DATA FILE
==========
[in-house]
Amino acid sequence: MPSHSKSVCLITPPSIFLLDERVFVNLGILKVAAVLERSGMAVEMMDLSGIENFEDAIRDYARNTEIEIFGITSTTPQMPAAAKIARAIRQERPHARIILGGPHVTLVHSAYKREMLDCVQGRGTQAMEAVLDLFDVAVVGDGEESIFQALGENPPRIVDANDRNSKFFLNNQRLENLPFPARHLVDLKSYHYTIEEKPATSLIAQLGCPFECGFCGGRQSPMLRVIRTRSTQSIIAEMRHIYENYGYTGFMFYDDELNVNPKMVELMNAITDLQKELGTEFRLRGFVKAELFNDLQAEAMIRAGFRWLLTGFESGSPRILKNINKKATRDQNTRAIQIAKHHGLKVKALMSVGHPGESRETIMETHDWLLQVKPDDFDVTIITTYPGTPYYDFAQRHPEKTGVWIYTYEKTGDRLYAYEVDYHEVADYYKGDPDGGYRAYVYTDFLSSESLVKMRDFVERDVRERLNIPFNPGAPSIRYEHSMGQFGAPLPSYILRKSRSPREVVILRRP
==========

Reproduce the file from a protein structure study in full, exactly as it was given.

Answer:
[in-house]
Amino acid sequence: MPSHSKSVCLITPPSIFLLDERVFVNLGILKVAAVLERSGMAVEMMDLSGIENFEDAIRDYARNTEIEIFGITSTTPQMPAAAKIARAIRQERPHARIILGGPHVTLVHSAYKREMLDCVQGRGTQAMEAVLDLFDVAVVGDGEESIFQALGENPPRIVDANDRNSKFFLNNQRLENLPFPARHLVDLKSYHYTIEEKPATSLIAQLGCPFECGFCGGRQSPMLRVIRTRSTQSIIAEMRHIYENYGYTGFMFYDDELNVNPKMVELMNAITDLQKELGTEFRLRGFVKAELFNDLQAEAMIRAGFRWLLTGFESGSPRILKNINKKATRDQNTRAIQIAKHHGLKVKALMSVGHPGESRETIMETHDWLLQVKPDDFDVTIITTYPGTPYYDFAQRHPEKTGVWIYTYEKTGDRLYAYEVDYHEVADYYKGDPDGGYRAYVYTDFLSSESLVKMRDFVERDVRERLNIPFNPGAPSIRYEHSMGQFGAPLPSYILRKSRSPREVVILRRP